Continuing Injuries

Jarrett Boykin: Boykin appears to have injured his groin sometime during the Lions game in week 3 or practice leading up to the Bears game in week 4.  Boykin has been held out of practice since then and was inactive against the Bears, Vikings and Dolphins.  Boykin has finally managed to return to practice, albeit in a limited fashion for the first time since his injury.  Again the fact that he missed nearly 3 weeks of practice points to the severity of his injury, especially if it mirrors former Packers wide receiver Greg Jennings groin injury/sports hernia.  If it is indeed a similar injury, unfortunately Boykin’s return to practice might not be a great sign to his recovery; Jennings was also in and out of the lineup and practices for weeks before finally admitting defeat and electing to have surgery.  Again unfortunately, since this is a core injury, recovery is very slow since there is no way to really not use your groin/abdomen in daily life.  Kevin Dorsey and Jeff Janis were both active against the Dolphins and both could very well see more action with Boykin still out.  At the moment, its possible that Boykin feels recovered enough to try and play and he might even have some positive results like Jennings had, however it’s likely Boykin will have to have surgery at some point, it’s only a question of when.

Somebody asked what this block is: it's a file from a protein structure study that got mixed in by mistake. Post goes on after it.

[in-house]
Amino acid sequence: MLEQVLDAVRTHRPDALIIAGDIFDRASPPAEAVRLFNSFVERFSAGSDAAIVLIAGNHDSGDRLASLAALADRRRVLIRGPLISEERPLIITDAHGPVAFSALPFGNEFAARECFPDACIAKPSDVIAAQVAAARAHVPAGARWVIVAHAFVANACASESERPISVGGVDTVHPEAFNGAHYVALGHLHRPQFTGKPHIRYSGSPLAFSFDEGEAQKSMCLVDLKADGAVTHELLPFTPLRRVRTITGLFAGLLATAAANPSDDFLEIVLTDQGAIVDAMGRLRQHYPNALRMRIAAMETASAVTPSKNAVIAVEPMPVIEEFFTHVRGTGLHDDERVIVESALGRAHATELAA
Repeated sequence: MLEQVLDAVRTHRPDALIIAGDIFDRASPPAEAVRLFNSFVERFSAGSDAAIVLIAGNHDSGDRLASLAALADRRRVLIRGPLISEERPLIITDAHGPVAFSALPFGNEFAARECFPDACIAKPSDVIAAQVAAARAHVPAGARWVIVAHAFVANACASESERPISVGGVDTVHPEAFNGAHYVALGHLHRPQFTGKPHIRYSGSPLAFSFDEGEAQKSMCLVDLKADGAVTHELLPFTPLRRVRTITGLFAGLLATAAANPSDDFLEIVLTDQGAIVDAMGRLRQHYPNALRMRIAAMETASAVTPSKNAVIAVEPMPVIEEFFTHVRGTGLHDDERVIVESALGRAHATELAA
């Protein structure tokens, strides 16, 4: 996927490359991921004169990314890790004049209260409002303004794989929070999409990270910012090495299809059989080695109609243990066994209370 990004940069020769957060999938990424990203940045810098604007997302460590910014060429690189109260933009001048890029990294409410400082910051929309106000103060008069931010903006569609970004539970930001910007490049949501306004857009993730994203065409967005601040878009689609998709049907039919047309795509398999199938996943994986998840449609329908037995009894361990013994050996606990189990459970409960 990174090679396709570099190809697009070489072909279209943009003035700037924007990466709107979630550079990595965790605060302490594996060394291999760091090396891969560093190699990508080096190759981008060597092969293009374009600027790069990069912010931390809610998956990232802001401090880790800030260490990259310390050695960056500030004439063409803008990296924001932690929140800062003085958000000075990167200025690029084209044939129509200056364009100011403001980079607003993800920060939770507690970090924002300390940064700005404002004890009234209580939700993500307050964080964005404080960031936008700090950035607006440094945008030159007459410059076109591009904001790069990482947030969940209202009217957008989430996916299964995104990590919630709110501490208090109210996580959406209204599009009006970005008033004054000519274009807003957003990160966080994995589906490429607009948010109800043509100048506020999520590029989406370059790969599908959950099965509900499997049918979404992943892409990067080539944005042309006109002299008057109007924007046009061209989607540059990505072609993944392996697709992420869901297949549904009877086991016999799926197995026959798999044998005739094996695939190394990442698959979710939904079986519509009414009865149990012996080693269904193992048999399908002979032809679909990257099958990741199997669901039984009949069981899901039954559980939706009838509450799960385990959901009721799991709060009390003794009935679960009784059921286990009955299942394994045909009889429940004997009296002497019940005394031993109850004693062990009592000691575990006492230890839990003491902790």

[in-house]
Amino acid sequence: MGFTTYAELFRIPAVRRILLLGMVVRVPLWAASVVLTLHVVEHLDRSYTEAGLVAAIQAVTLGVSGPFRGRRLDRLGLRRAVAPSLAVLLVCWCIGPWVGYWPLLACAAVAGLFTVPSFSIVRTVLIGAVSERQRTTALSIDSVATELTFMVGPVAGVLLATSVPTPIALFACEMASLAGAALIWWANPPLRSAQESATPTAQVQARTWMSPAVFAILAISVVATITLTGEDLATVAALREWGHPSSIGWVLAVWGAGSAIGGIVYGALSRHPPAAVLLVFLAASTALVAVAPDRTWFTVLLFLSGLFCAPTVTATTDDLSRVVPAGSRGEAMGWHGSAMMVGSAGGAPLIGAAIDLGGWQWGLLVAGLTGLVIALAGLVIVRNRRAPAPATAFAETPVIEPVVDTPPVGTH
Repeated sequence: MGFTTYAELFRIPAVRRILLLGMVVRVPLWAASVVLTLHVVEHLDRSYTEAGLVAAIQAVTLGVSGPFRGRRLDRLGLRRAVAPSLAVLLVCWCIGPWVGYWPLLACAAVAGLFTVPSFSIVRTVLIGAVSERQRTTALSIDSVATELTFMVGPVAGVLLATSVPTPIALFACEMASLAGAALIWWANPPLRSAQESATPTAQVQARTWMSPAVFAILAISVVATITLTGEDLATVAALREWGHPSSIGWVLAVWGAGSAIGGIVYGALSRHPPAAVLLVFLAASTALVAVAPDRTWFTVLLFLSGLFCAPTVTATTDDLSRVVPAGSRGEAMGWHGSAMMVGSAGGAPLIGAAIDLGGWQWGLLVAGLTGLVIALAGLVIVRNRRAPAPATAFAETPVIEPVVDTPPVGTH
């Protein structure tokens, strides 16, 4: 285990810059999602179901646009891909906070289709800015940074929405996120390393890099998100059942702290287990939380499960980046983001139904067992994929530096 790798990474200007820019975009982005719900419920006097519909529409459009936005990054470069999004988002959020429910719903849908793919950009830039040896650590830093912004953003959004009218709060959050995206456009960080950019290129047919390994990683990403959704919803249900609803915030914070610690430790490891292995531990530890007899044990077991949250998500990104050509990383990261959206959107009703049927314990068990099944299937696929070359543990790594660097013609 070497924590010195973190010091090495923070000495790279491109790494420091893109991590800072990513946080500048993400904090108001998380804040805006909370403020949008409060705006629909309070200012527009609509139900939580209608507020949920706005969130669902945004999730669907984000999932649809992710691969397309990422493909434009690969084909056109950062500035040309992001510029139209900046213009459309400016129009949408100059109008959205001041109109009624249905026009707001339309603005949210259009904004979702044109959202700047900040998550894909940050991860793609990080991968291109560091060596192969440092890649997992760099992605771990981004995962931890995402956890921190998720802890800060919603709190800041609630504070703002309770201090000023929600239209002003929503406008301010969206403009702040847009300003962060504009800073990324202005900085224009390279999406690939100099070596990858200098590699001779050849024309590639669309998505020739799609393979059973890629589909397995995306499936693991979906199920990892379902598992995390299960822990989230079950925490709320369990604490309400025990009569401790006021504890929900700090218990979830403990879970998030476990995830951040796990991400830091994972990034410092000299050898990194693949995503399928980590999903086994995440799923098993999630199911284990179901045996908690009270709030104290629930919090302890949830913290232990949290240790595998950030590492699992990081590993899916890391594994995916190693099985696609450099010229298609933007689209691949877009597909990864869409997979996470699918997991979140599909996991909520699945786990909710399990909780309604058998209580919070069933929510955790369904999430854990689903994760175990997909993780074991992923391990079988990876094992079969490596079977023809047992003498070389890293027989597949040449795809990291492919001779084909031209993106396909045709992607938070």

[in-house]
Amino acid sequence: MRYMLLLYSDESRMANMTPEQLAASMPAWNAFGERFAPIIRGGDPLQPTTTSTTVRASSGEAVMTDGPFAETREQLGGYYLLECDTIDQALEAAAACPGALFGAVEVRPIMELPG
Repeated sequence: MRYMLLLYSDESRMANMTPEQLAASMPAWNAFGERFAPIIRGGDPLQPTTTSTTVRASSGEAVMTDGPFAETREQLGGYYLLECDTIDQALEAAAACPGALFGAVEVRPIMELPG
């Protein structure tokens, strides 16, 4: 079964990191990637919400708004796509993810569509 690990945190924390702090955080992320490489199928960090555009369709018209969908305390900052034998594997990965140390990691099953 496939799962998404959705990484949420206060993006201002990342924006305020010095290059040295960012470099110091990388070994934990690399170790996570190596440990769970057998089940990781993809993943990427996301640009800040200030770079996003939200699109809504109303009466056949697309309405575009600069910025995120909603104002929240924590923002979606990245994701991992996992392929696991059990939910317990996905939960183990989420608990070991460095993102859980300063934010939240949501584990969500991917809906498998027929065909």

Datone Jones: Jones injured his ankle against the Vikings in the 2nd quarter after someone rolled over his leg (even Jones isn’t entirely sure what happened); while he was able to get off the field under his own power, he was then carted to the training room and did not return for the rest of the game.  Jones did not practice the week afterwards and was ruled inactive against the Dolphins.   This isn’t Jones’ first time with ankle issues as his rookie season was partially derailed during the preseason when fellow first round pick Jonathan Cooper landed on his leg on his first snap as a NFL player.  After that Jones’ was in and out of the lineup all season and didn’t appear all that explosive when he was.  Jones finally returned to practice this week as a limited participant and based on Jones’ previous comments there is a shot that he will play against the Panthers (then again he was pretty confident that he would play against the Dolphins as well).  Speaking of Jones, while he (and the rest of the defense to be honest) have been having their issues in run defense, Jones is also one of the unheralded stars of the defensive pass rush, who this year has graded out higher than Clay Matthews and in line with Mike Daniels in rushing the passer.